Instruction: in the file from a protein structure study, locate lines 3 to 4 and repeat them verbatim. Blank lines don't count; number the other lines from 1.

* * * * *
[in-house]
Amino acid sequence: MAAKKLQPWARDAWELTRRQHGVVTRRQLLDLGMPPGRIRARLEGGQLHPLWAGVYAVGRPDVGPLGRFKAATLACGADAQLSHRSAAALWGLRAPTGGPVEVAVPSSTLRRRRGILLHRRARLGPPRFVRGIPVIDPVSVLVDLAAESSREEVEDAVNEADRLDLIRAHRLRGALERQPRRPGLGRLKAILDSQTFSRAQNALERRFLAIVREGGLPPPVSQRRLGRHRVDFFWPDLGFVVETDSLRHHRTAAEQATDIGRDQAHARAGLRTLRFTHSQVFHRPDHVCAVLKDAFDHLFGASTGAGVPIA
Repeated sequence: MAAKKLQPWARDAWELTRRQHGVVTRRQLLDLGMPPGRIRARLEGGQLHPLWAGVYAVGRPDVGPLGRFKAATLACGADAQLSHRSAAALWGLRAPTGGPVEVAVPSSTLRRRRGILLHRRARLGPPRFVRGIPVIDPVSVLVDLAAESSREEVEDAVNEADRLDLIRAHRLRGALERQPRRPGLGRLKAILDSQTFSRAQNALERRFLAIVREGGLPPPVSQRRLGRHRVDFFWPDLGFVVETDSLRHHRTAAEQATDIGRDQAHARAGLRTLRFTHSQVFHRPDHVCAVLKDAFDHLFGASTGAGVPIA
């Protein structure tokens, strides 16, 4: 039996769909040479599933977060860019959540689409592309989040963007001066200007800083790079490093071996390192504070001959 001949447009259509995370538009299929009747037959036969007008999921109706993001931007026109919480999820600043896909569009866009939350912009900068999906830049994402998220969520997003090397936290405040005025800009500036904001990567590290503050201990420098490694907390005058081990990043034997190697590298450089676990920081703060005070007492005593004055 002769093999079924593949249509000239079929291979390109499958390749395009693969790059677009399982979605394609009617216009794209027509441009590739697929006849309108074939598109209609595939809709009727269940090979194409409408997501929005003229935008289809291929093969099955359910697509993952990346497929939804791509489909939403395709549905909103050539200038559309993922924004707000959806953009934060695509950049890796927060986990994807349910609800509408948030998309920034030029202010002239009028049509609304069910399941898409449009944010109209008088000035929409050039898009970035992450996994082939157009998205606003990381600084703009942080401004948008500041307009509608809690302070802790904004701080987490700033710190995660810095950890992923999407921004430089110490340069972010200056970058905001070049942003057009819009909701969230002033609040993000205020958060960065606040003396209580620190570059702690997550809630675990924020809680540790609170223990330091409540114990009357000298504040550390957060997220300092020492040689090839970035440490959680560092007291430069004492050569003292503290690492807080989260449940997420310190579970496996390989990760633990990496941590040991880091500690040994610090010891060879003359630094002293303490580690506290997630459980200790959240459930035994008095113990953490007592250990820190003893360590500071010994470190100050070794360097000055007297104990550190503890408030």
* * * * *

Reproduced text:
Repeated sequence: MAAKKLQPWARDAWELTRRQHGVVTRRQLLDLGMPPGRIRARLEGGQLHPLWAGVYAVGRPDVGPLGRFKAATLACGADAQLSHRSAAALWGLRAPTGGPVEVAVPSSTLRRRRGILLHRRARLGPPRFVRGIPVIDPVSVLVDLAAESSREEVEDAVNEADRLDLIRAHRLRGALERQPRRPGLGRLKAILDSQTFSRAQNALERRFLAIVREGGLPPPVSQRRLGRHRVDFFWPDLGFVVETDSLRHHRTAAEQATDIGRDQAHARAGLRTLRFTHSQVFHRPDHVCAVLKDAFDHLFGASTGAGVPIA
């Protein structure tokens, strides 16, 4: 039996769909040479599933977060860019959540689409592309989040963007001066200007800083790079490093071996390192504070001959 001949447009259509995370538009299929009747037959036969007008999921109706993001931007026109919480999820600043896909569009866009939350912009900068999906830049994402998220969520997003090397936290405040005025800009500036904001990567590290503050201990420098490694907390005058081990990043034997190697590298450089676990920081703060005070007492005593004055 002769093999079924593949249509000239079929291979390109499958390749395009693969790059677009399982979605394609009617216009794209027509441009590739697929006849309108074939598109209609595939809709009727269940090979194409409408997501929005003229935008289809291929093969099955359910697509993952990346497929939804791509489909939403395709549905909103050539200038559309993922924004707000959806953009934060695509950049890796927060986990994807349910609800509408948030998309920034030029202010002239009028049509609304069910399941898409449009944010109209008088000035929409050039898009970035992450996994082939157009998205606003990381600084703009942080401004948008500041307009509608809690302070802790904004701080987490700033710190995660810095950890992923999407921004430089110490340069972010200056970058905001070049942003057009819009909701969230002033609040993000205020958060960065606040003396209580620190570059702690997550809630675990924020809680540790609170223990330091409540114990009357000298504040550390957060997220300092020492040689090839970035440490959680560092007291430069004492050569003292503290690492807080989260449940997420310190579970496996390989990760633990990496941590040991880091500690040994610090010891060879003359630094002293303490580690506290997630459980200790959240459930035994008095113990953490007592250990820190003893360590500071010994470190100050070794360097000055007297104990550190503890408030």